With a weaker statute, most such maneuvers would fly below the Justice Department's radar, but still dissuade minority voting. The temptation is enormous, in a close election, to try some funny stuff to keep some minority voters away from the polls, particularly if the candidate has already written off minority support.
How History Might Rhyme (II)
There's a second way history could rhyme. Local governments with narrow white electoral majorities could return to at-large elections for city or county government. Or they could annex white suburbs or make other kinds of changes that produce vote dilution. But without Section 5 pre-clearance, the burden of proving discriminatory intent would shift to minority plaintiffs. Some changes might actually be immune from challenge at all. Earlier in this decade, the Eleventh Circuit Court of Appeals held that judicial elections were immune from vote dilution claims if a state argued that it had a compelling interest in having such elections be at-large. Obviously this could be a slippery slope toward more at-large elections.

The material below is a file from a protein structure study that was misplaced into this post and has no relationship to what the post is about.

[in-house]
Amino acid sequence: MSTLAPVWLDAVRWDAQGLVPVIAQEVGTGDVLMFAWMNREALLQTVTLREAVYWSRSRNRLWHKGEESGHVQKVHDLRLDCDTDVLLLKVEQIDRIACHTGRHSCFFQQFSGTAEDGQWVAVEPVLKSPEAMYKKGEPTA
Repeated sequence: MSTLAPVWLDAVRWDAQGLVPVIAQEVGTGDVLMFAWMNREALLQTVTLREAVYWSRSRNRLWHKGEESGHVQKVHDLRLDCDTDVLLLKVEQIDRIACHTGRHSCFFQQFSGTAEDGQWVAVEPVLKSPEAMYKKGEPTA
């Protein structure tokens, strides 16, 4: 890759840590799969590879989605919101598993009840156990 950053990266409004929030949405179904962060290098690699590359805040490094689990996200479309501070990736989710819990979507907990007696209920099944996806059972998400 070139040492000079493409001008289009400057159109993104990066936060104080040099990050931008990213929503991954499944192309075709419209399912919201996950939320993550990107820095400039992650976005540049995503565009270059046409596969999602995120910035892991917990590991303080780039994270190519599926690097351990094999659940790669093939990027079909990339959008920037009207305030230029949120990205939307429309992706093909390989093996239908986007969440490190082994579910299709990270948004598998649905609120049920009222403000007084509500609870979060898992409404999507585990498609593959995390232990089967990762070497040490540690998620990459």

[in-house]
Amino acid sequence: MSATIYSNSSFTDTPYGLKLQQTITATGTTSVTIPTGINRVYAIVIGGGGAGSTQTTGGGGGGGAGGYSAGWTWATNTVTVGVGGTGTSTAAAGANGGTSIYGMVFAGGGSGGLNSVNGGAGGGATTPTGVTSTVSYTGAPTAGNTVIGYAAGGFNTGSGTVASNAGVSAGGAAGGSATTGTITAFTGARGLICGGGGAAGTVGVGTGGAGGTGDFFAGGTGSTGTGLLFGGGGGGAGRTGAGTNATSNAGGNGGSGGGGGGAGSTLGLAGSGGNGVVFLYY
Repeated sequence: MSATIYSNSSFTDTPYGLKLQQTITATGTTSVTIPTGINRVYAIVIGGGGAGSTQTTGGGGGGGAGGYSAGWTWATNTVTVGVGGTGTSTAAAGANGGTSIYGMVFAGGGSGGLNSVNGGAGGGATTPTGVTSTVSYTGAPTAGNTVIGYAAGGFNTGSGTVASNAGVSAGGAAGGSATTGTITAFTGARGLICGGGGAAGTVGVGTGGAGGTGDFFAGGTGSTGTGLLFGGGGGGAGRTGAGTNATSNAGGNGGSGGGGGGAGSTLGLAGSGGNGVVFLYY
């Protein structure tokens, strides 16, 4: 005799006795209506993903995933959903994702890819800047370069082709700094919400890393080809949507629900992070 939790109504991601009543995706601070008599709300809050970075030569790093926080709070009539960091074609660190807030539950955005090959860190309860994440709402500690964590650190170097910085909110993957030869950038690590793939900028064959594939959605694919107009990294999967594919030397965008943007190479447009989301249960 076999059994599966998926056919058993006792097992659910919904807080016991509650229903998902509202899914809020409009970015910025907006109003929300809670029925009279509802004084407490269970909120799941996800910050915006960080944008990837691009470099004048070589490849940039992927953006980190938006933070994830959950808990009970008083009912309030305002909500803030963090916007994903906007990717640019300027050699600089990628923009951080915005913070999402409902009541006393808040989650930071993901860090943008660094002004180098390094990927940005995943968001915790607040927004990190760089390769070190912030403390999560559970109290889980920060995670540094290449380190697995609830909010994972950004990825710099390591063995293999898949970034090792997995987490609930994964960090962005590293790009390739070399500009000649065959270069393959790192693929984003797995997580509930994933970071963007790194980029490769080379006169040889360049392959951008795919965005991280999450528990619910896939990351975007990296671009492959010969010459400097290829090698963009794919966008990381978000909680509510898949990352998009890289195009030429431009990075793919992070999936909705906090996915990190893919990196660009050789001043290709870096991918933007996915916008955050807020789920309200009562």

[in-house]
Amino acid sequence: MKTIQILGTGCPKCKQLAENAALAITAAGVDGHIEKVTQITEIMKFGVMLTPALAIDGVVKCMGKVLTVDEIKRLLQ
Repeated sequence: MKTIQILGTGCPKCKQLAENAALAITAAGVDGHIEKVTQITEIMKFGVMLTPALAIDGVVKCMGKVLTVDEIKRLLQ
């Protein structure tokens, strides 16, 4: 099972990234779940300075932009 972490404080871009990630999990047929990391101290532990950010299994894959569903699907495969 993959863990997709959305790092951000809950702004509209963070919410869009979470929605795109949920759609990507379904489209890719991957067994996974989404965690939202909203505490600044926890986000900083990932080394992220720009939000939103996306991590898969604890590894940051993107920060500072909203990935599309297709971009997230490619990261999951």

A critical factor here is the increased conservatism of the southern federal courts and of their appellate circuits. In this decade, judges appointed by Reagan and Bush have shown a willingness to increase the burdens of proof on minority plaintiffs. Vote dilution cases often rest on a demonstration of what is known as "racially polarized voting," that is, a history of cohesive bloc voting by white voters in the majority such that no ordinary black politician can ever hope to crack it. In 1986, in Thornburgh v. Gingles, the Supreme Court held that remedies to vote dilution could be implemented under the Voting Rights Act if there was strong evidence that this factor of racially polarized voting consistently blocked minority electoral success. Yet in the mid-1990s, the Fourth Circuit Court of Appeals ruled, absurdly, that proof of racially polarized voting must show that such voting is found both in elections with a minority candidate and in elections with no minority candidate. The Fifth Circuit Court of Appeals has held that proof of racially polarized voting requires disentangling racial animus among white voters from their party identification and showing it to be the primary factor in racially polarized voting—a fairly extraordinary intent standard.